However, it is hard to see him getting another chance. While Busch played the ending of the Cup Series race at Las Vegas Motor Speedway brilliantly a few weeks ago, a strategy play by crew chief Matt McCall was what got him to the front of the pack in the first place. Note also that the No. 1 team tried a similar strategy at Richmond Raceway two weeks earlier that completely backfired. In fact, it probably cost Busch a top-10 finish. With only 142 laps led this season, it almost feels like Busch was able to win in spite of his team, not because of them.
As for Kenseth, his 2020 comeback has been an absolute mess. It feels as if something has gone wrong with the No. 42 team every single week, often simple mistakes that a professional race team should not constantly make. From slow pit stops, to loose wheels, to ill-handling cars, to inexplicable mechanical failures, Kenseth has rarely had a chance to compete this year without his team getting in the way. The most baffling miscue of the season came in Sunday’s race when Kenseth veered into Erik Jones for no apparent reason, wrecking both cars. A simple “not clear” from the No. 42’s spotter could have easily prevented the whole thing.
Kenseth has made his share of errors this year, too, and the lack of practice time may have hampered his comeback after years of sitting on the sidelines. Yet there is ample evidence to suggest the struggles of the No. 42 this year are not his fault. Remember that Kenseth nearly won at Indianapolis Motor Speedway in July, the one time this year where he actually had a fast car. At other tracks, namely Darlington Raceway, Bristol Motor Speedway and Pocono Raceway, Kenseth was able to put up decent results. If the driver is the problem with the No. 42, why are all of Kenseth’s best results this season at difficult tracks where patience and experience matter most?
It seems odd that a driver with a track record of making teams better could struggle so much unless the team around him has some serious flaws to address. When Kenseth went back to Roush Fenway Racing in 2018, that organization was clearly worse off than CGR is this year. Yet by the end of the season, he was looking much more competitive.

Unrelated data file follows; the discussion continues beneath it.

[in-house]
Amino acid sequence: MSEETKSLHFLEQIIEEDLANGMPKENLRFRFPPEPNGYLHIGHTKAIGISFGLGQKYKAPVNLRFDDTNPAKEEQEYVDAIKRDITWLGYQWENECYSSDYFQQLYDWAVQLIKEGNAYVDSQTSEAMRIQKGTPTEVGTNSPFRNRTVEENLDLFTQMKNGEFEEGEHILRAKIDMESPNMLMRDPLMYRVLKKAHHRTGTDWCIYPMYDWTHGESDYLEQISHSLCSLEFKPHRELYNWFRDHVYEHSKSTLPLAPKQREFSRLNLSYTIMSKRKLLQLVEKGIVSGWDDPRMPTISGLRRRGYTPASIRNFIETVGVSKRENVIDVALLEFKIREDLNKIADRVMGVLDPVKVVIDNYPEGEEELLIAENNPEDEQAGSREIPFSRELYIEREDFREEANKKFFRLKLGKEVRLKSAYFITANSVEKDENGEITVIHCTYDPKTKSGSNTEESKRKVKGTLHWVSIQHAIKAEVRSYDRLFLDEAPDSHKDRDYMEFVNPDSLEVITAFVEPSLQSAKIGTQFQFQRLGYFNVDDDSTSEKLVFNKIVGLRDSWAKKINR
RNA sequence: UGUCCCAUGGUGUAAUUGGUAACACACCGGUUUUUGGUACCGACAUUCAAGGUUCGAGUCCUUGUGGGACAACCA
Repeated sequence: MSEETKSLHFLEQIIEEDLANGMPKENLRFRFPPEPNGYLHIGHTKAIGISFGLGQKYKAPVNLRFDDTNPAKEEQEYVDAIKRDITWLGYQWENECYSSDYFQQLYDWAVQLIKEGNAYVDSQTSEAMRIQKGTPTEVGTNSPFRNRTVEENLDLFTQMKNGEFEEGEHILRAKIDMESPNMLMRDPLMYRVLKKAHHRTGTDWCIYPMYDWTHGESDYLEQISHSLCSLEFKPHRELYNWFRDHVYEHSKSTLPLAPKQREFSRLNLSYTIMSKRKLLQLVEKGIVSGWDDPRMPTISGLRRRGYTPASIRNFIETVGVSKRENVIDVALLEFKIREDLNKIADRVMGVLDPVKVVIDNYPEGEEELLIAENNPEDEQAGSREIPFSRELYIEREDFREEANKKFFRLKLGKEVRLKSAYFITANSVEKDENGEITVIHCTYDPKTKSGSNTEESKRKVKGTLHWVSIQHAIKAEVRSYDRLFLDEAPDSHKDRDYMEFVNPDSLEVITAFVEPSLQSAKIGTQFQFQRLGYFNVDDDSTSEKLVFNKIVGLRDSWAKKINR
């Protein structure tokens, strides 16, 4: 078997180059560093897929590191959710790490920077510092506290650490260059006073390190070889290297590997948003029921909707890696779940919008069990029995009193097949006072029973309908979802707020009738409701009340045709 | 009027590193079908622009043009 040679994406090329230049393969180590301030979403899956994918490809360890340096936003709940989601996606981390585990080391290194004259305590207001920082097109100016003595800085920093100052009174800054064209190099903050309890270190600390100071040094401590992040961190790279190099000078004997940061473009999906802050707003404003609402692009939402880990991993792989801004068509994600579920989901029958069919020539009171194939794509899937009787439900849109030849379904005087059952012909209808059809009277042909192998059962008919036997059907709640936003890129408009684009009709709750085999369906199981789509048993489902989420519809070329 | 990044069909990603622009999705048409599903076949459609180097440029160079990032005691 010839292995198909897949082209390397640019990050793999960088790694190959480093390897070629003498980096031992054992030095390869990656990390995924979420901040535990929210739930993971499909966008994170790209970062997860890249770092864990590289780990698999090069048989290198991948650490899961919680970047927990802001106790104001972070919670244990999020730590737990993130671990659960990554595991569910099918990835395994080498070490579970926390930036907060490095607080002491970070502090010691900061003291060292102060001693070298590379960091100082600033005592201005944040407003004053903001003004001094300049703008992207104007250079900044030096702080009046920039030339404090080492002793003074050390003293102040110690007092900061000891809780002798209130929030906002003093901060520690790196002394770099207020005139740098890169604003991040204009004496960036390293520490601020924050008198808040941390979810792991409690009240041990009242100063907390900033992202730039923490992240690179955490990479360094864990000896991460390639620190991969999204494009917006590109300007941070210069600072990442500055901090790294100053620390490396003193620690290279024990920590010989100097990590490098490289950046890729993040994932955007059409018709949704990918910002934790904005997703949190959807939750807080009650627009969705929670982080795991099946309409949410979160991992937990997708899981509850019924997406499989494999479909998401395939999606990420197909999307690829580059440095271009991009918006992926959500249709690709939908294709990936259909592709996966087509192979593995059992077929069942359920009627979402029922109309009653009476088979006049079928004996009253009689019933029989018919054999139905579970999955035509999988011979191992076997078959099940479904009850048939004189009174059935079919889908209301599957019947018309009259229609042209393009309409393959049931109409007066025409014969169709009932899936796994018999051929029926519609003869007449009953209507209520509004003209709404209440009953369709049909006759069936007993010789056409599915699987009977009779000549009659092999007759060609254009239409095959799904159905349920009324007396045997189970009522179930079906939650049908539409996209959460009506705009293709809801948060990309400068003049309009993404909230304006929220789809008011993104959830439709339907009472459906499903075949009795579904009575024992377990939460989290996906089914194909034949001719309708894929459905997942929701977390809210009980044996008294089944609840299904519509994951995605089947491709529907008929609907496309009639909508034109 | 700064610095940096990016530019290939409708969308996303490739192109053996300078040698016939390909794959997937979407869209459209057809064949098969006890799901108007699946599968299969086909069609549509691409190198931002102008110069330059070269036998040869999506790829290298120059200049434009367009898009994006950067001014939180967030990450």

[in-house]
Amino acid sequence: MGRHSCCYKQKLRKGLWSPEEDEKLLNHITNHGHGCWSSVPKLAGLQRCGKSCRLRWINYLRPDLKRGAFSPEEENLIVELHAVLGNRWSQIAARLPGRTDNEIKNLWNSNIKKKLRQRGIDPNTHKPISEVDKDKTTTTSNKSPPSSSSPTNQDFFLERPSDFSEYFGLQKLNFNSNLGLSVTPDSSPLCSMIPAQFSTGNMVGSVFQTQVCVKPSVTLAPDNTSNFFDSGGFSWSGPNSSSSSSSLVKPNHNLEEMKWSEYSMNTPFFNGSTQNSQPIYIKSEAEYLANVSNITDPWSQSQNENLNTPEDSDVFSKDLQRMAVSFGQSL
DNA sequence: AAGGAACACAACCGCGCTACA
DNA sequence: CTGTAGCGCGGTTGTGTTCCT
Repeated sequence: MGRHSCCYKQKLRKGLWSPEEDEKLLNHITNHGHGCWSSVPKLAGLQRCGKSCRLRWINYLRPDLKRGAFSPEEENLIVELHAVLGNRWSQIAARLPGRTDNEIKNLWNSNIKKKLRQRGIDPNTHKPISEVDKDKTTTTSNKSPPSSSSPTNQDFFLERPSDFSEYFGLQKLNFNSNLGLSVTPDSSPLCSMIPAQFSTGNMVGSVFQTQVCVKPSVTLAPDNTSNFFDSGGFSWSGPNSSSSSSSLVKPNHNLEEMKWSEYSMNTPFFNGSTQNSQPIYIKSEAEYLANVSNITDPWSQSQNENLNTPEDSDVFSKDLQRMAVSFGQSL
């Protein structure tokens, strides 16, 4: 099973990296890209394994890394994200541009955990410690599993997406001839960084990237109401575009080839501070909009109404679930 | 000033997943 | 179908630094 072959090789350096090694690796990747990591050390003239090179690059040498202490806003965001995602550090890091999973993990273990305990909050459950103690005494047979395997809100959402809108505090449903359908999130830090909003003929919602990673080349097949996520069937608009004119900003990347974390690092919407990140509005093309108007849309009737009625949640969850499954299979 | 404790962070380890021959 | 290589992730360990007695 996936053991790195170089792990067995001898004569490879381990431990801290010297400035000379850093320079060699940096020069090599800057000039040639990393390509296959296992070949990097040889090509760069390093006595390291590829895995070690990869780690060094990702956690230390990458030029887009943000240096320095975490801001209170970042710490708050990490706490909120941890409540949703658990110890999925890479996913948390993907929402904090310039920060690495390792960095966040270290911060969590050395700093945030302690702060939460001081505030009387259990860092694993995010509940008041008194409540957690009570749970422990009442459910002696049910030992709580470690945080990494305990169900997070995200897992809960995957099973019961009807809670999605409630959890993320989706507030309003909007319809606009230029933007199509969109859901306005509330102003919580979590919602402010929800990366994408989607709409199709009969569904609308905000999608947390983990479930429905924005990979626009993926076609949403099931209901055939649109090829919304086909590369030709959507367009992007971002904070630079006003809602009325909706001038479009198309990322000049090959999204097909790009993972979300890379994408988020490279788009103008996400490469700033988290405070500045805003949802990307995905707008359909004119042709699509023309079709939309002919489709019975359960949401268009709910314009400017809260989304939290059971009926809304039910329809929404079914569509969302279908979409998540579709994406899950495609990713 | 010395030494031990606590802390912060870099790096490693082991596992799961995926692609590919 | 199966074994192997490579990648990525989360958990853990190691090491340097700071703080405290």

In 2020, Kenseth has run about twice as many races as he did with RFR two years ago, but the cars haven’t gotten any faster. How is it that the 2003 Cup champion, before crashing on Sunday, was struggling to run in the top 25 at one of his best tracks? (He’s won twice in his career at Kansas). Has a lack of practice time really hurt the No. 42 team that much?
Suffice it to say Sunday’s race was the low point of the year for CGR, even including the Larson incident. The team will now move forward with Ross Chastain in 2021 and have Busch for at least one more season. In a few years, CGR will have two younger drivers and the Busch/Kenseth combo will be a distant memory.
It’s a shame because given the importance of veteran experience in the Cup Series, Kenseth and Busch could have been the ones to finally take CGR to the next level. But judging by its performance this year, the No. 42 team seemingly threw in the towel about five seconds after Larson keyed up his microphone. Hopefully, what little chance Busch still has at the championship doesn’t go to waste as well.